2. Thanks for the post Larry. Your list of responses that Romans had to the loss of their republic reminds me of Arnold Toynbee’s list of responses that are typical after a society experiences what he called a breakdown. Toynbee noted that people would seek a savior of some sort: saviors with time machines (into past or future Utopias), saviors with a sword and saviors with transcendent philosophies. While these saviors can delay or ease the decline of a society they cannot repair the damage done by the breakdown. The breakdown is a loss of spiritual growth in society marked by the loss of a creative minority and its replacement by a dominant minority. Concurrent with this change is the transformation of a willing populace led by the creatives into an oppressed proletariat.

      In a growing society prior to the breakdown, there are positive rewards for those who respond to the call of duty and sanctions against shirkers. The costs of duty were borne by all, with the privileged bearing a greater share commensurate with their greater privilege. After the breakdown, the burdens of duty are borne mostly by the lower classes, while dominant minority uses their privilege to avoid it.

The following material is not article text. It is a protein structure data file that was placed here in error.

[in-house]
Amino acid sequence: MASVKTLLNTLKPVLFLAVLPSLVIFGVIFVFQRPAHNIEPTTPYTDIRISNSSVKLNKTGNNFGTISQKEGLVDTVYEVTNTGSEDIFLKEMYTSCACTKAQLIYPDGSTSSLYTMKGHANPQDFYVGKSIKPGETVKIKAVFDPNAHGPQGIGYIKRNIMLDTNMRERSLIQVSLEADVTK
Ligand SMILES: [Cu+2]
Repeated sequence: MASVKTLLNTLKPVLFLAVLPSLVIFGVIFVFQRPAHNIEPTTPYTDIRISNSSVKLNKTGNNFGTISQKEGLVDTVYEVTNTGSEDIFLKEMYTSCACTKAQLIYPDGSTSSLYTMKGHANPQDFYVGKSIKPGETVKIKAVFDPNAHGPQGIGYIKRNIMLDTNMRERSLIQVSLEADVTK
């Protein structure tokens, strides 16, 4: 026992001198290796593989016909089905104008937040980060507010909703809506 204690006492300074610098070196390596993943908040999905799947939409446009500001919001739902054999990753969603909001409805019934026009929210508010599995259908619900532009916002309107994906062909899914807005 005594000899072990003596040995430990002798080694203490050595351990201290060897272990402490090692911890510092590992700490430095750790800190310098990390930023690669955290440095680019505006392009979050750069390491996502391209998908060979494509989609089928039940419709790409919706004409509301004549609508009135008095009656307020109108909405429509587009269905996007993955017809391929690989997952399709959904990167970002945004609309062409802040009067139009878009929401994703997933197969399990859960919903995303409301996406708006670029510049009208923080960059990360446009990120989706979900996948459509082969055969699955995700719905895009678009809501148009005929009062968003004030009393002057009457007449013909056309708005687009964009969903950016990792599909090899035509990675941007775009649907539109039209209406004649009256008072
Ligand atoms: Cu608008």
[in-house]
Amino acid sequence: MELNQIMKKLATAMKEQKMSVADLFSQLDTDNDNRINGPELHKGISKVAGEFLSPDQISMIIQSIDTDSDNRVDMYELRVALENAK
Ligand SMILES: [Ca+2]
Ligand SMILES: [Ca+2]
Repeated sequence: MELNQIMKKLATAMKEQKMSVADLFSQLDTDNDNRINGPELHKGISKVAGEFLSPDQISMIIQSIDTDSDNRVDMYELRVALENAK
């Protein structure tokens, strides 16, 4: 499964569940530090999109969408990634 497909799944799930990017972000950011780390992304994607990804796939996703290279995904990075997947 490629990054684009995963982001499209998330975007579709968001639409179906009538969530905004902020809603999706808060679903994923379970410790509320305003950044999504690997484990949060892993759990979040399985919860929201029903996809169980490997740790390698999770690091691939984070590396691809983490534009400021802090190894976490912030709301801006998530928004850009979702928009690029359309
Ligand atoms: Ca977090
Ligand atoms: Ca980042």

Toynbee is not perfect but I think that he had some good observations on the nature of social change. There is hope in his scheme in that a social crisis does not have to lead to breakdown but it can be an avenue to reforms that restore spiritual growth. So there is grounds for optimism but I fear that the time for reform is long past by at least four generations.

  3. Robert Landbeck

    Restoring the link between rights and responsibilities, one absent from human nature, is the same link to restoring a moral order that has become lost to relativism. That religious failure is at the heart of the problem. And resolving that problem must begin with questioning the all to human, theological construct that calls itself religion.